Phase II cleanup Boulder Creek CZU FireFire Recovery Local News 

Phase II Debris Removal After the CZU Fire

By Mary Andersen

The CZU Lightning Complex Fire in August 2020 burned over 86,000 acres and destroyed 1,490 buildings leaving several hundred families struggling to find housing while contending with their properties. Many fire survivors have spoken out online, recounting struggles with their insurance companies and Santa Cruz County’s planning department. While property owners have found the county’s permit processes and changing fee structures troublesome to navigate, the Phase I and II debris removal processes were launched comparatively quickly and transparently with the help of FEMA and state agencies.

The Phase I is described by the County Health Services Agency Environmental Health Division as the removal of household hazardous waste, including “batteries, propane tanks, paints, cleaners, pesticides, and other things that can be caustic, ignite, explode or cause immediate and significant health hazards.”

Phase II is described as “general debris, ash and contaminated soil” to be removed prior to the property owner receiving an Environmental Health Clearance in order to move forward with reconstruction efforts. Property owners were able to choose from the Consolidated Debris Removal Program paid for with emergency public funds or to hire private debris removal specialists at their own expense.

Phase II Debris Removal

Boulder Creek resident Brian Dean and his neighbors opted to work with a private debris removal company. “They did an excellent job by following the County’s requirements in debris removal, recycling and testing the soil for contaminants. The debris removal company also took care of erosion control and all the necessary permits. As a matter of fact, we received word a few weeks ago that the County has signed our Phase II off and show us completed,” Brian said.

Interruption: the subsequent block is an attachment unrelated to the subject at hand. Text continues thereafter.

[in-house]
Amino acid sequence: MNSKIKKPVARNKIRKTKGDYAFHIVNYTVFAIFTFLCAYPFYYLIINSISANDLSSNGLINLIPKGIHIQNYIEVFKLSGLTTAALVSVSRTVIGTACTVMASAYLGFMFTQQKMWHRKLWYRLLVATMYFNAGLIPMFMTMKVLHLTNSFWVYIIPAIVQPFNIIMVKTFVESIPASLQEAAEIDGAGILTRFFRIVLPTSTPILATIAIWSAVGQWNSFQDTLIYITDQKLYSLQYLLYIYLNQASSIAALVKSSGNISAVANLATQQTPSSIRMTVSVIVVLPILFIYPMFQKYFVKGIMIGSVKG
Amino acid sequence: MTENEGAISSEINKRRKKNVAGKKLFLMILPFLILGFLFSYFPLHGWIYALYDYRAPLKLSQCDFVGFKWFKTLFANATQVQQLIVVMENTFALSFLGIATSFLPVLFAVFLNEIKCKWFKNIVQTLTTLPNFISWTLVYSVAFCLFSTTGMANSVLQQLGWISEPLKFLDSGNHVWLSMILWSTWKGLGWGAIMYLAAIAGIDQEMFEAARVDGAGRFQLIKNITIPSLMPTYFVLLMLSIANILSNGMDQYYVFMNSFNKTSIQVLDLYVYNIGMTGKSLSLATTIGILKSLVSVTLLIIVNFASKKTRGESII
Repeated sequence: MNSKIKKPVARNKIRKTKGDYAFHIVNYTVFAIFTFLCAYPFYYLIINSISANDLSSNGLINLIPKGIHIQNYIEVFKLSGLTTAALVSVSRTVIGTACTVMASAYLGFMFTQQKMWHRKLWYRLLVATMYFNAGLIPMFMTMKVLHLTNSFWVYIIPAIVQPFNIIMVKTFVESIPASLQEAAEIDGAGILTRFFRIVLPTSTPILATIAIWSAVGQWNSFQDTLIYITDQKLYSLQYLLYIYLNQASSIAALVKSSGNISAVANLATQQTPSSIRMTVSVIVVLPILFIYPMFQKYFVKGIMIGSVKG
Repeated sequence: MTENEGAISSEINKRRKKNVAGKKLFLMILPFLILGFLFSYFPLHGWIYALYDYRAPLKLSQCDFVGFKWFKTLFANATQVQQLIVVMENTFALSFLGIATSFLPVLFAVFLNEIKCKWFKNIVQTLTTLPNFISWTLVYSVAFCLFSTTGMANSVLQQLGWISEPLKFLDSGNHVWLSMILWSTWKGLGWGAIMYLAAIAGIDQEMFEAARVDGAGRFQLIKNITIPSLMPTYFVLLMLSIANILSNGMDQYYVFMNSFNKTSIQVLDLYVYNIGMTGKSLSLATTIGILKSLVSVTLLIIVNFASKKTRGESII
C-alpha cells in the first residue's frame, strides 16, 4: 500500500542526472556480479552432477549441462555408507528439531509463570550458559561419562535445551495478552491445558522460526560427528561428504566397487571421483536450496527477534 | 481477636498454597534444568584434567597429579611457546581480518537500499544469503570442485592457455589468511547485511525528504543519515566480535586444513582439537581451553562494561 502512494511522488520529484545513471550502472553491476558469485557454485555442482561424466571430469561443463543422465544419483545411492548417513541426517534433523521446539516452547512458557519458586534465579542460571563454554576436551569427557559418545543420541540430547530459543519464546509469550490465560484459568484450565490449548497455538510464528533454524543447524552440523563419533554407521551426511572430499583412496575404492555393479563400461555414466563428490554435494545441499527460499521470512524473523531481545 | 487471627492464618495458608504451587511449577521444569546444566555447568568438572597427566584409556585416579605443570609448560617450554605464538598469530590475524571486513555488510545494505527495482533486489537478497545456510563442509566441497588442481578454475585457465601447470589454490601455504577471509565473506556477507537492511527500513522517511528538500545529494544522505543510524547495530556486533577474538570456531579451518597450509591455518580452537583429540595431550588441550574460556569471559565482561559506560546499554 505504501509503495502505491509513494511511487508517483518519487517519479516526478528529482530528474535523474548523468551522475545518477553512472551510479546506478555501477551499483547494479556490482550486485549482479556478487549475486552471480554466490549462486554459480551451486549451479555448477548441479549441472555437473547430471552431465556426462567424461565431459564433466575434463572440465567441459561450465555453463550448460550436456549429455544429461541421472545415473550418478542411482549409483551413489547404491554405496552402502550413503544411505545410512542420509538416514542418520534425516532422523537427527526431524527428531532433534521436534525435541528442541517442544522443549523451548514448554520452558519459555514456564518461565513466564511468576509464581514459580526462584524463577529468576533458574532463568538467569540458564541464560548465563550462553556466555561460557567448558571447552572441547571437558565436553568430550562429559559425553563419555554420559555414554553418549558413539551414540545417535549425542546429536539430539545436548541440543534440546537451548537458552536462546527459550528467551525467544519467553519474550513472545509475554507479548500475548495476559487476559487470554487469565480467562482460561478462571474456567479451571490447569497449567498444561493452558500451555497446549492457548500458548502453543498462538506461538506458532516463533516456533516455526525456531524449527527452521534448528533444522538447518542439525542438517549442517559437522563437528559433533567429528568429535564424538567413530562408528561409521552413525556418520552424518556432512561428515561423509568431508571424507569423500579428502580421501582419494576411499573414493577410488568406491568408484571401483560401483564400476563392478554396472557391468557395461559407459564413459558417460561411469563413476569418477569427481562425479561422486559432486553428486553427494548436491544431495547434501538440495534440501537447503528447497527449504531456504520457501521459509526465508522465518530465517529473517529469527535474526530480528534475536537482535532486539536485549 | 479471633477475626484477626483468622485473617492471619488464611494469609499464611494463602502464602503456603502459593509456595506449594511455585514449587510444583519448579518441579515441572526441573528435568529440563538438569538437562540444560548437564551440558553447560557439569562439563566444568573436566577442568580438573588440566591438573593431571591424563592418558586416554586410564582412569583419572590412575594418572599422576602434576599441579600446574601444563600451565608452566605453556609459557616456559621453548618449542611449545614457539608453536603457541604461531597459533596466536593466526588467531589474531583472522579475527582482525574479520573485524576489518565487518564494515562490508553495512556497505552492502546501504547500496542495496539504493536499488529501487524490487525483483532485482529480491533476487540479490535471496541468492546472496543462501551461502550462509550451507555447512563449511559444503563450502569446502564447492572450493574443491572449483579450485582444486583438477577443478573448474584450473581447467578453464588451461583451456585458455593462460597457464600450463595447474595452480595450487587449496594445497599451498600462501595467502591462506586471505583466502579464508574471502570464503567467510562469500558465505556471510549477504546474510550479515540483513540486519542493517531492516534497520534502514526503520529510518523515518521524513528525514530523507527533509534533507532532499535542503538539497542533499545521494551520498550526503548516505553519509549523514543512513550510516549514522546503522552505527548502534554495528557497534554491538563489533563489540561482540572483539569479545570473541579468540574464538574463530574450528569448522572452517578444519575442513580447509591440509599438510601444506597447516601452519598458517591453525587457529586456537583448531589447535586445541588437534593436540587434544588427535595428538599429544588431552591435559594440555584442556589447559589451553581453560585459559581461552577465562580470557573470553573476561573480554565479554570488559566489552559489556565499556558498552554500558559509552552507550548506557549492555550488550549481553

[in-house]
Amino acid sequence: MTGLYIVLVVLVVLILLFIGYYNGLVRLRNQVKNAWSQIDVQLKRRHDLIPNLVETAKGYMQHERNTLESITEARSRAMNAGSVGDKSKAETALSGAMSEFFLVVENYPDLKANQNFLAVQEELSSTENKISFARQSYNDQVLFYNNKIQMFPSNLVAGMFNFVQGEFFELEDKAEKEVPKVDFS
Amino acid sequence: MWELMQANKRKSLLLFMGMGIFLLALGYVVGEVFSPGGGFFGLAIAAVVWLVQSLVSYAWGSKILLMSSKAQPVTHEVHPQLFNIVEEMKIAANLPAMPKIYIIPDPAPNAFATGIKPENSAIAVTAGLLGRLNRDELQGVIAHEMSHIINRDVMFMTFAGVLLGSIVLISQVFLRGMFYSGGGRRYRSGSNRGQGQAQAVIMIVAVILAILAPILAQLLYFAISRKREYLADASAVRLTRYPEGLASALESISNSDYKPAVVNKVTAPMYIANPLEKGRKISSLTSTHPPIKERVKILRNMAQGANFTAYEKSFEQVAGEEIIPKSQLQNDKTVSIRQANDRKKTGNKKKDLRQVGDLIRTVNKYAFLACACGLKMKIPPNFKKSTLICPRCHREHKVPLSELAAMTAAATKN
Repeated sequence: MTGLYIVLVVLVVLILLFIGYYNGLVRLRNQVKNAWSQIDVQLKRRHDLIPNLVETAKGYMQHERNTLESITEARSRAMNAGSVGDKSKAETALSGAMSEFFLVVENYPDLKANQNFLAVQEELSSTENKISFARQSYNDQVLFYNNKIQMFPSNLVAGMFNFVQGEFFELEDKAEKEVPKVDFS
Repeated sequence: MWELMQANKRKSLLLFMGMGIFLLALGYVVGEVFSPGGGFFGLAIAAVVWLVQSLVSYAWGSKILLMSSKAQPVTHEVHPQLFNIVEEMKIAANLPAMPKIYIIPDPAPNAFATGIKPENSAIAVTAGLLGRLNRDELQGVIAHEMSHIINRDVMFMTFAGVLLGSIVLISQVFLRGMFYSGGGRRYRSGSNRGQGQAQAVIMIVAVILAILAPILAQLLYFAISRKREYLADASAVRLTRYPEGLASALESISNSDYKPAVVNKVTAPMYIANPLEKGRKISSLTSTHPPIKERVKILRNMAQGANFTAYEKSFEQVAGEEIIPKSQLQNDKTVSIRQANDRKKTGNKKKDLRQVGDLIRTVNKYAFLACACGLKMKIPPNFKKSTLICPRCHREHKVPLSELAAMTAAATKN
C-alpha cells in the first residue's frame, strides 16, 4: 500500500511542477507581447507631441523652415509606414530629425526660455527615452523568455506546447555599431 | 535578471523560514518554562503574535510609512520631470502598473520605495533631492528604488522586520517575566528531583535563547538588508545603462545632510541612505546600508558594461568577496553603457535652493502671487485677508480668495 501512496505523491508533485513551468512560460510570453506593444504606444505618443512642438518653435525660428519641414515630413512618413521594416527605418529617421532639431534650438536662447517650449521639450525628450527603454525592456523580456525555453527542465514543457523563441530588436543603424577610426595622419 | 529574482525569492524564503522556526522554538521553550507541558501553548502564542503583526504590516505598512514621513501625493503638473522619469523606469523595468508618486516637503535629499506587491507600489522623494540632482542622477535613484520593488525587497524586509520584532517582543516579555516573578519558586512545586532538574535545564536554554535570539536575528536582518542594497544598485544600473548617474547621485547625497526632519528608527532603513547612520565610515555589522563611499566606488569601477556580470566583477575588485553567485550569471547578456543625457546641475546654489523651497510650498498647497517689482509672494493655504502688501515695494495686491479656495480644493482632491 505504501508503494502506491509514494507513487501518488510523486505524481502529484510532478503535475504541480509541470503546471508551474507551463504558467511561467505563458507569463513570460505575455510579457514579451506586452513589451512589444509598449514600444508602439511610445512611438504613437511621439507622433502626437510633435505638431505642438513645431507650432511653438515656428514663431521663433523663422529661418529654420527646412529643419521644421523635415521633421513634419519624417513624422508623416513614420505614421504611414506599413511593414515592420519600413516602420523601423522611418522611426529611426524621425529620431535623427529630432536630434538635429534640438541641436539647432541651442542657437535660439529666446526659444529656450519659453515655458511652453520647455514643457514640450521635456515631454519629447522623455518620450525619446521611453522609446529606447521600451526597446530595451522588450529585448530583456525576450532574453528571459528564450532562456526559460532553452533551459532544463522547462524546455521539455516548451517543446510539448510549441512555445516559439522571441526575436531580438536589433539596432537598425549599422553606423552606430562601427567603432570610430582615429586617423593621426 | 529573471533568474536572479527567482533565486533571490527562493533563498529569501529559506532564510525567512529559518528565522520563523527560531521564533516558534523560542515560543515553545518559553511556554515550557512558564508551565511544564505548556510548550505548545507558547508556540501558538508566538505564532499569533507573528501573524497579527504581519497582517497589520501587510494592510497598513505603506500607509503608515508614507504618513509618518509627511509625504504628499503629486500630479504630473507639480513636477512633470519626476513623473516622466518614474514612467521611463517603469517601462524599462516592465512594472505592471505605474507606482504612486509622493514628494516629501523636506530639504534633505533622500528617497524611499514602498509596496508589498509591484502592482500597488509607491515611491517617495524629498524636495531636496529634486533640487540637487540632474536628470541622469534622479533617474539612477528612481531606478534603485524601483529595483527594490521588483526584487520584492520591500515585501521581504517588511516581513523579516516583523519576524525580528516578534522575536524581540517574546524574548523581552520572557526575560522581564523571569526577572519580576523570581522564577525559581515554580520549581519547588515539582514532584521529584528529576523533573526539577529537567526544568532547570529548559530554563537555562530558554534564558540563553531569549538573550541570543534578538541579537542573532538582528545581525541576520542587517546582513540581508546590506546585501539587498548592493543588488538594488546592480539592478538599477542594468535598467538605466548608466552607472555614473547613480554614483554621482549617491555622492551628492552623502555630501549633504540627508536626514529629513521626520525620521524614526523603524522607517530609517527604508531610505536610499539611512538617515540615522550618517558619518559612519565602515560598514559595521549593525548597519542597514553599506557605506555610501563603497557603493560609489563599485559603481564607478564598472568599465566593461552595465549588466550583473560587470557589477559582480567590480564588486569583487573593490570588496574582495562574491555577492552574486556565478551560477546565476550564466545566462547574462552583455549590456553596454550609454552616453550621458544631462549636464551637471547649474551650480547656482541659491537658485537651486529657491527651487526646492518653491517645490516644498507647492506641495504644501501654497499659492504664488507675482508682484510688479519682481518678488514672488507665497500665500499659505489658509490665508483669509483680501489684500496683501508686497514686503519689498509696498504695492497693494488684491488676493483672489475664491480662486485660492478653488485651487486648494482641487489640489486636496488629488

Brian Dean’s home in Boulder Creek, before and after the CZU Lightning Complex Fire

Dean has now been working with the county’s Recovery Permit Center (RPC). His next step is a completed Site Plan which will wend its way through various county departments for required clearances.

Dean said, “I may be jumping the gun, but in the meantime, we are working with a home designer on our new home plans. We are keeping the home on the same footprint for the most part with some minor changes and keeping the additional square footage below 500 so we can get through the permit and red tape process as smoothly and as quickly as possible.” Dean was able to locate the company that completed the soils report on the home when it was built in 1991. “They have been working with me on updating the report and have taken boring soil samples. Once I get the results and recommendations, I will be giving that information to our structural engineer.”

Brian Dean’s Boulder Creek property after Phase II cleanup

On the completion of the home design and approval from the structural engineer the next step will be to turn that information in to the County’s RPC department and request their building permit.

Dean said, “I pray and hope that building and permit costs come down in the meantime because like so many others we were not insured to high enough cost per square foot to rebuild.”

Visit the County’s Fire Recovery page at

Photos by Brian Dean

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